Cleofas M. Jaramillo, Author, Historic Preservationist, Businesswoman
Cleofas Martinez was born on December 6, 1878 to a pioneering family who settled in the village of Arroyo Hondo, north of Taos. She was next to the youngest of seven children, who were raised in a large adobe home that include their own Catholic chapel. She left her home at the age of nine to start her formal education with the Sisters of Loretto in Taos, where she was a boarder. Cleofas continued her studies in Santa Fe at the Loretto Academy. Since the school was quite a distance from Arroyo Hondo, an aunt who lived in Santa Fe would send for her on religious holidays so she could celebrate them with her family. She made sure she completed her studies before considering marriage.
At a relative's wedding in Abiquiu, Cleofas met Venceslao Jaramillo, who lived in El Rito, in Rio Arriba County, New Mexico. Venceslao was a wealthy businessman and landowner whose unusual courtship was regaling her with gifts, which he sent through the post office to her school, and finally even an engagement ring! Although they were married soon after in Taos, the trousseau and wedding feast were ordered in Denver and brought there. The couple started their married life in El Rito, and traveled a great deal, including many business trips to Denver. The family eventually moved to Denver, where they had property and where all three of their children were born. Cleofas lost her first two children, and only her third child, Angelina, survived.
Before their wedding in 1898, Venceslao Jaramillo had served on Governor Miguel Otero’s staff (Otero served from 1896-1906 as New Mexico Territory’s 16th governor). Later, when Venceslao was elected state senator from Rio Arriba County, he helped draft laws for the brand new state in 1912 as a member of the Constitutional Convention. In 1920, four years after Angelina's birth, Venceslao died. He left his affairs in turmoil and nothing in Cleofas's name. Cleofas was astute enough to salvage some of his estate in Denver and New Mexico, and she relocated to Santa Fe. She had been taking business courses in school which undoubtedly helped her become a shrewd and very competent businesswoman. After the Vencelao’s death, the heartbreak did not end for Cleofas. In 1931, when Angelina was 18 years old, she was tragically murdered in their Santa Fe home.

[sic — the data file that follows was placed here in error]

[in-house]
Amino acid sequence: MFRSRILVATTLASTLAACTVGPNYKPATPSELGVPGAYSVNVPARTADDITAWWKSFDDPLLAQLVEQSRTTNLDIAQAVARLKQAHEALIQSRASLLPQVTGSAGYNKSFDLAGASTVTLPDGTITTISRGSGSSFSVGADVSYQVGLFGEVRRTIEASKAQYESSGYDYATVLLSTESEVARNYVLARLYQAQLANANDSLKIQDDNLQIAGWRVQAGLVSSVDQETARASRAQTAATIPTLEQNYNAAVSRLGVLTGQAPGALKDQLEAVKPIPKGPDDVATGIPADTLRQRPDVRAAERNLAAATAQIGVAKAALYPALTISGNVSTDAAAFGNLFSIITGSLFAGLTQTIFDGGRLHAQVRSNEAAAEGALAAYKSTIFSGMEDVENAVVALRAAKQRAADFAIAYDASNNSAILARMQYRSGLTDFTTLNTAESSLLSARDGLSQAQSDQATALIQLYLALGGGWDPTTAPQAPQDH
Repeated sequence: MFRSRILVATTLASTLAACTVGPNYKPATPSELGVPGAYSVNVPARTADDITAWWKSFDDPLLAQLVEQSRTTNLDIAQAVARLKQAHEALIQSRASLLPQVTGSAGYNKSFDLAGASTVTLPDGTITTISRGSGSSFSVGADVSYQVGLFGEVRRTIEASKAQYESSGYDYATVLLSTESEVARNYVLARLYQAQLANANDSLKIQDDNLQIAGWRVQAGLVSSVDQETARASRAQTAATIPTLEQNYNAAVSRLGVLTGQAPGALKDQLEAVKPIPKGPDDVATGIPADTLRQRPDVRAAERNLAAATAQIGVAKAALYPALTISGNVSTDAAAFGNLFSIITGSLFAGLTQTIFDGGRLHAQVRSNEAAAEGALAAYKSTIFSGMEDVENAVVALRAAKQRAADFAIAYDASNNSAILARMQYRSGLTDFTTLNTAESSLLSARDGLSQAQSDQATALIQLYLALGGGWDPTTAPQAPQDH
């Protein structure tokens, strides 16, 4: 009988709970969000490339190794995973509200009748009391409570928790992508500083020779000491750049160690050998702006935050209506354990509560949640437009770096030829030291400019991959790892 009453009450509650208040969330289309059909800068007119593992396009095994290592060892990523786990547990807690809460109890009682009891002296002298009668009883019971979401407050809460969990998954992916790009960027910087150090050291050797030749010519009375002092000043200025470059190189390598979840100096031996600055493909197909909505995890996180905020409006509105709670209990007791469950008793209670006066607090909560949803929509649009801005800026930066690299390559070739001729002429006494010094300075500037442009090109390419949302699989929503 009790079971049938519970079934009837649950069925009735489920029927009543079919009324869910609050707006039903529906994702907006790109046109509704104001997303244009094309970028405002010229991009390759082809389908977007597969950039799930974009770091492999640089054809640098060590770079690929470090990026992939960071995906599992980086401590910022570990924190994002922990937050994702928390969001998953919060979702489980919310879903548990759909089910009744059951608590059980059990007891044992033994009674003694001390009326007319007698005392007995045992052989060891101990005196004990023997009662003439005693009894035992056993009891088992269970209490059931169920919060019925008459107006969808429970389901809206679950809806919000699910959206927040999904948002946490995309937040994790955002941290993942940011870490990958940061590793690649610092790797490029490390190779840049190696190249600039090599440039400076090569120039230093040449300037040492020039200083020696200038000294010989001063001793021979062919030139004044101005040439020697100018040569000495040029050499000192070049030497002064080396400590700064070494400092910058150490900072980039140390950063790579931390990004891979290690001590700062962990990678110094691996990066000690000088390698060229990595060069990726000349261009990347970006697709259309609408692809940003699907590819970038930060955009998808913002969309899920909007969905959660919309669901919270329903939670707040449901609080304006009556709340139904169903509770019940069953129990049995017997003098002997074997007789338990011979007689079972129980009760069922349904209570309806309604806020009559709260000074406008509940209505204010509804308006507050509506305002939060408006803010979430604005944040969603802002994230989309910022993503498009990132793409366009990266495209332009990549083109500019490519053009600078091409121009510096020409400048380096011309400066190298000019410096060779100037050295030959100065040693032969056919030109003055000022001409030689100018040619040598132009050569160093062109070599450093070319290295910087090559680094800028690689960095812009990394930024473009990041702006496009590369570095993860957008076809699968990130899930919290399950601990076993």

Both Cleofas and her daughter Angelina felt that many traditions were dying out in New Mexico because of the impact of so many people moving to the state from other areas of the country and bringing other ways and customs with them. Cleofas’s keen observations of the changes that threatened the continuance of traditional ways she and her family had grown up with led her to organize a group called La Sociedad Folklorica de Santa Fe (Folklore Society of Santa Fe) in 1935 with the mission of preserving the traditional Spanish folklore and customs of New Mexico.
During her lifetime Cleofas enjoyed and attended the fiestas still celebrated in Santa Fe and Taos. Although petite in stature, she was very good at arranging substantial events and managing people. For example, when a large barbecue she had planned in conjunction with Santa Fe’s fiestas was no longer possible, she simplified it. The event became a merienda (afternoon tea) at which hot chocolate was served along with bizcochitos (anise sugar cookies typical of northern New Mexico) while people watched a fashion show. For this event, Cleofas asked members of the Sociedad to model hand-sewn dresses made by their grandmothers and mothers.
After reading an article about local foods written by what she considered a newcomer, and not at all accurate, she thought “Why not us?” She subsequently wrote and published two books in order to preserve the centuries-old traditions and customs that were so dear to her heart. These books were The Genuine New Mexico Tasty Recipes/Potajes Sabrosos (1939) and that same year she published a book of stories that her mother had told her, Spanish Fairy Tales/Cuentos De Hogar (1939). With the manuscript she found while going through things after Angelina’s death, Cleofas wrote Shadows of the Past/Sombras del Pasado (1941) and later Romance of a Little Village Girl (1955).
These four books greatly contributed to the literature of the Southwest and serve to preserve stories, recipes, and traditional customs. The Sociedad Folklorica that Cleofas founded is still thriving in Santa Fe. Besides publishing books, the organization sponsors yearly traditional events, which always include fashion shows like the one Cleofas introduced in her meriendas. Cleofas was 78 when she died in 1956, after leading a challenging and productive life—and having a major impact on the preservation of northern New Mexico’s Spanish culture.
By Cecelia Torres, Cleofas Jaramillo's great-niece
Photo Credit: “Mrs.Venceslao(Cleofas Martinez) Jaramillo, Santa Fe, New Mexico,” circa 1989-1900. Courtesy of the Photo Archives, Palace of the Governors, New Mexico Museum of History, neg. no. 009927.